Magazine article National Catholic Reporter

As Climate Agreement Enters into Force, Focus Turns to Making It Work

Magazine article National Catholic Reporter

As Climate Agreement Enters into Force, Focus Turns to Making It Work

Article excerpt

A year ago, the global community was gearing up for perhaps its final round of intense negotiations to hammer out the first international pact since 1992 to protect the planet, "our common home," as Pope Francis describes it. Now with an in-force Paris Agreement in hand, that same global community arrives in Morocco in November with eyes toward reaching the lofty climate goals it put on paper.

The Paris Agreement officially enters into force Nov. 4, days before the start of COP22, the latest round of United Nations climate talks, and a month after the European Union's vote to ratify the agreement pushed the deal across the legal threshold. The landmark agreement required ratification by at least 55 countries representing at least 55 percent of global greenhouse emissions.

Its "entry into force" triggers the launch of a governing body, and locks each country's climate plan, which can be strengthened but not weakened, and obliges the countries, though absent enforcement measures, to work toward the agreement's temperature goals.

The deal holds all nations to curb greenhouse gas emissions toward keeping average global temperature rise "well below" 2 degrees Celsius (3.6 degrees Fahrenheit), and as low as 1.5 degrees. As it currently stands, the national pledges on which the agreement was sealed would only limit temperature rise roughly 3 degrees C; the agreement commits countries to ratchet up pledges every five years, beginning in 2020.

Boosting the agreement

Seventy-seven countries accounting for nearly 60 percent of emissions have ratified the agreement as of Oct. 12.

That includes both the U.S. and China: The world's two leading economies, together representing 38 percent of global emissions, jointly announced ratification on Sept. 3. Weeks later, Brazil and India--two burgeoning economies viewed as critical to the deal--entered their ratification papers, as did Canada.

Australia, Russia, the United Kingdom, much of Africa and nearly all the Middle East have yet to ratify the agreement signed by 195 nations last December.

"Above all, entry into force bodes well for the urgent, accelerated implementation of climate action that is now needed to realize a better, more secure world and to support also the realization of the [U.N.] Sustainable Development Goals," Patricia Espinosa, newly named executive secretary of the U.N. Framework Convention on Climate Change, said in a statement.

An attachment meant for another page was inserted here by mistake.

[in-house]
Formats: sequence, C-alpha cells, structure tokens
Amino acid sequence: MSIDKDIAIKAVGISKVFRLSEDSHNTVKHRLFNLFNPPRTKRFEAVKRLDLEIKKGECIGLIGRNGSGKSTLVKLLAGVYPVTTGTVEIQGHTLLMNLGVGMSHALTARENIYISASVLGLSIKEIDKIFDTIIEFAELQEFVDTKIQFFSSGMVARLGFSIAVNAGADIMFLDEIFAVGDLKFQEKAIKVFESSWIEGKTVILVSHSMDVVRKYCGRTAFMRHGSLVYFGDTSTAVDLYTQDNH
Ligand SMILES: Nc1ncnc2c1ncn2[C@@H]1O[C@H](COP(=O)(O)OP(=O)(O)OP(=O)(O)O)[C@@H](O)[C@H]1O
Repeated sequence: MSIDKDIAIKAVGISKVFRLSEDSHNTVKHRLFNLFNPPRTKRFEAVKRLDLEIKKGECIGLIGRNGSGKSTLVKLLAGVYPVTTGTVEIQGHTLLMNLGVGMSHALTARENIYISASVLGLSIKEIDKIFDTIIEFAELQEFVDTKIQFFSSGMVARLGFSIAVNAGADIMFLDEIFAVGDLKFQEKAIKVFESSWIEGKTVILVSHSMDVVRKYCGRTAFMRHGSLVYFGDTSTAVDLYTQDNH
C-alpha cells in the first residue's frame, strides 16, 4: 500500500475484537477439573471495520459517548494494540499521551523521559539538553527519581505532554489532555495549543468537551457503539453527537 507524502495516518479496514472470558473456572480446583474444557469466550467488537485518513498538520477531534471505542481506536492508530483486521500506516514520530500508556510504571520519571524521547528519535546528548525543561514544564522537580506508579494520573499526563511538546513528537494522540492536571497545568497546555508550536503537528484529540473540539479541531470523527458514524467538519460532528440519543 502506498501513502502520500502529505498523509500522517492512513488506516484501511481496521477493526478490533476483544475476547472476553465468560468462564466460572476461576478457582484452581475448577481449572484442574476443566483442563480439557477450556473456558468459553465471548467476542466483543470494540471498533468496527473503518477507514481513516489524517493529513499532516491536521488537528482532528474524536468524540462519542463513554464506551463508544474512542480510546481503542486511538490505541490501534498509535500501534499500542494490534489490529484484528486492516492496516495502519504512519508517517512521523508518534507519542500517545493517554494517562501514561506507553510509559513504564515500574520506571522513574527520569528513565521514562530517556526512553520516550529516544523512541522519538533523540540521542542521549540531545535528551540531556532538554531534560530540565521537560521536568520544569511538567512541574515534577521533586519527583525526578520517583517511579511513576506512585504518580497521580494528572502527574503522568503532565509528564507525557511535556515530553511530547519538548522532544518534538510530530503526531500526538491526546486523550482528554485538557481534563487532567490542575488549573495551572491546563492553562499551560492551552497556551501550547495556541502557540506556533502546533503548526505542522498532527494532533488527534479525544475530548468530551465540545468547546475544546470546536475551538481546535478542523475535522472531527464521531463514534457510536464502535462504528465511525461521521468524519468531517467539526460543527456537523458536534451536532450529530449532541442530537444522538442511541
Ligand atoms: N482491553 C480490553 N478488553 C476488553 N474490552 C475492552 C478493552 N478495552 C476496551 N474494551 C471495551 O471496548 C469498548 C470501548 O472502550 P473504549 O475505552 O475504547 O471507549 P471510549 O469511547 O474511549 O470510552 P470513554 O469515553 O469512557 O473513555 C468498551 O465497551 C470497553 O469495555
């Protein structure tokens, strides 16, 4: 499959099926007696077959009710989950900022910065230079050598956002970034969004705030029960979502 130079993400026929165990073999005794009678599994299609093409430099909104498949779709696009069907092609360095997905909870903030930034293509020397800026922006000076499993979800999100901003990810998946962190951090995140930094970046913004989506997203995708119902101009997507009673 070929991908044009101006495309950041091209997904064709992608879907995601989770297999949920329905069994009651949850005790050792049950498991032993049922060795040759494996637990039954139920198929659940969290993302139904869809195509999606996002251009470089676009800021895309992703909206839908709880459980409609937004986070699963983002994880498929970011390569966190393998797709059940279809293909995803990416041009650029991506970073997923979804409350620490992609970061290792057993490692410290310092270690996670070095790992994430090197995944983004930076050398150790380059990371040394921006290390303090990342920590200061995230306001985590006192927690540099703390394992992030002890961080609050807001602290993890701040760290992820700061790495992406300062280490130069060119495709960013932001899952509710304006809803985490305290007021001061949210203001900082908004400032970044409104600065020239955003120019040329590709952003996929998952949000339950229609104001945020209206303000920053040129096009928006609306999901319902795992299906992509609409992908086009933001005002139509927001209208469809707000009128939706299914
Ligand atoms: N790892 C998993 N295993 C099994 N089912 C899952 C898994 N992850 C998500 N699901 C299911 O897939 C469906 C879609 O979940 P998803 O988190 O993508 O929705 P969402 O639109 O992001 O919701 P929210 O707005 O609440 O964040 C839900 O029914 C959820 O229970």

"Today, the world meets the moment," U.S. President Barack Obama said in a speech Oct. 5 from the White House Rose Garden. "History may well judge it as a turning point for our planet."

Faith communities joined in celebrating ratification.

The Catholic Climate Covenant said it was "greatly encouraged by the recent actions of our global leaders to address climate change."

Pointing to the pope's environmental encyclical, "Laudato Si', on Care for Our Common Home," the organization called for "courageous leadership--especially from wealthy nations--within the context of a strong international framework if we are to address the global ecological crisis."

The pace at which the Paris Agreement moved--from adoption in December, to signing by a record 175 countries on the first day to do so, Earth Day, in April, to ratification six months later--was unprecedented for recent international agreements, Espinosa said. For instance, the formation of the U.N. Framework Convention on Climate Change, which emerged from the 1992 Earth Summit in Rio de Janeiro, didn't enter into force until 1994.

The agreement's swiftness "correlated with the urgency of the crisis," said Tomas Insua, global coordinator of the Global Catholic Climate Movement. While the deal still has many flaws, he said it serves as a "clear signal" that world leaders have the climate high on their agenda.

Another force that may have aided the urgency blew from the U. …

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